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Tomic’s turnaround

Bernard Tomic is endeavouring to rebuild his tarnished image with a change in attitude, writes Matt Walsh.

It seems many Australians have lamented the fact ‘the next big hope’ for Australian tennis, Bernard Tomic, has already gone down the path of dislike.

Blame tall poppy syndrome, blame him or blame his father, the young man of only 20 years of age has caused more headlines than he would have liked.

Incidents with police about his bright orange BMW weren’t great, and neither was the revelation back when he was 17 that he snubbed the opportunity of hitting up with Lleyton Hewitt because the veteran was “not good enough.”

Whilst he may be young, it is the attitude of Australian players that often comes under the most scrutiny. Come January, lesser ranked players and wildcard entries are often judged by the Australian public about the effort that is put in.

The likes of John Millman and James Duckworth were celebrated after both played out a combined three matches that went to five sets under the blazing Melbourne sun earlier this summer.

Bernie is remembered for his capitulation to Andy Roddick at the US Open in 2012, where he lost the last of a three set encounter 6-0. He famously asked reporter Will Swanton for his name, and stated “I’ll remember you.”

Sometimes trashed by media and supporters from his home country, Tomic is working hard to regain the faith and support of some of Australia’s tennis public. Ironically enough, the man to learn from is most certainly good enough in this regard.

Bernie is in a similar mould to Lleyton Hewitt at this time in his career. There are, of course, a couple of differences – one stark one being that by the age of 21, Hewitt had won Wimbledon and the US Open.

For Hewitt, controversies were rife when success came knocking. Incidents that involved alleged racism and calling a linesperson a “spastic” were during his early 20s. The public began to take note.

Since then, Hewitt has been on a path of self-improvement, earning the moniker as Australia’s little battler. Australians respect that. With Hewitt, it’s understood that 100 per cent will always be given, despite the opponent, round or time of day.

Hewitt has been modest, open and happy to contribute to Australian tennis in many different ways.  To be noted also is his work in the media, specifically commentating with the Seven Network – it has been superb. On court, his focus has been his fitness and getting his tennis up to scratch. Despite his age and ranking, he is still striving for the top.

After the draw for Wimbledon was released, Tomic found himself on a crash course with the 21st seed American Sam Querrey. Interestingly, Querrey had been beaten by Lleyton Hewitt just a week or so earlier at Queen’s. So Tomic sought out Lleyton and they had a hit, sharing tips and tricks to get past the American. It’s a fantastic step to take.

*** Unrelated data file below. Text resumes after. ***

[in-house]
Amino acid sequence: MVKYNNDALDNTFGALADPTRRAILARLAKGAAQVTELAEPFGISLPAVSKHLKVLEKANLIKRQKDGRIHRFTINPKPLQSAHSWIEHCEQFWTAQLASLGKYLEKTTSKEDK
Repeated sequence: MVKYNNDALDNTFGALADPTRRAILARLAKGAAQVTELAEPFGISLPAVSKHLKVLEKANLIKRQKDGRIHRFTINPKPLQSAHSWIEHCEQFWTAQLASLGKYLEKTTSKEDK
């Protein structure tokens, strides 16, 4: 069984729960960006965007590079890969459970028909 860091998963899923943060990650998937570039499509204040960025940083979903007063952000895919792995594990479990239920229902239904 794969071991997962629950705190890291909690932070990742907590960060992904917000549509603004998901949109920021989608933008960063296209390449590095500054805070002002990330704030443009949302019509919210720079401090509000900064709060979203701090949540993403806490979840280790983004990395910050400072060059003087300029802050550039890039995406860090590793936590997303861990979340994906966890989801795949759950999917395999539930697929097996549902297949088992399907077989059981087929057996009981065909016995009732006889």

“If I could take Lleyton as a coach anytime, I would for sure,” Tomic said after the session.

“If you can pick up any information from a guy like this, it is only doing yourself credit.”

Already this year, Tomic might have come a long way since the arrogant antics as a teenager. The controversy that follows him at the moment is related to his father and coach, John – who has been banned from many major tournaments pending the results of the alleged assault of Tomic’s hitting partner in Madrid earlier this year.

One could also look at his response to his father’s ATP ban as a positive. Whilst handling himself very astutely and honestly, it also shows the courage needed to continue with what he thinks is right. He made good points about his father as a coach, he knows him well. Tomic has already stated that he will be looking for an assistant, so a shift of responsibility within the Tomic camp still looks like it might happen.

On the other hand, his father’s impact could be seen as cancerous, and keeping him on board is holding him back. In Bernie’s situation, either way he gets lambasted from one direction or the other.

In conferences, he seems happy to discuss his pitfalls, strong points and brain fades. It’s a long way from “I’ll remember you” of last year.

For now, on top of the current positive change to his attitude, the best thing he can do is win. Beat Querrey, beat (possibly) Blake, and challenge Richard Gasquet in the third round.

Going back to Wimbledon in 2011, he served it up to one Novak Djokovic in the quarterfinals, and the media began to love him. Fans began to jump on the bandwagon.

With some success – and the right attitude change that is currently happening – Bernie, before we know it, could be in our heart of hearts for years to come. Perhaps we will also get to see his fantastic media voice in action on the well-suited Channel 7 soon.

Matt Walsh is a second-year Sports Journalism student currently at Wimbledon. He is on Twitter @MattWalshMedia

Photo: Wikimedia Commons

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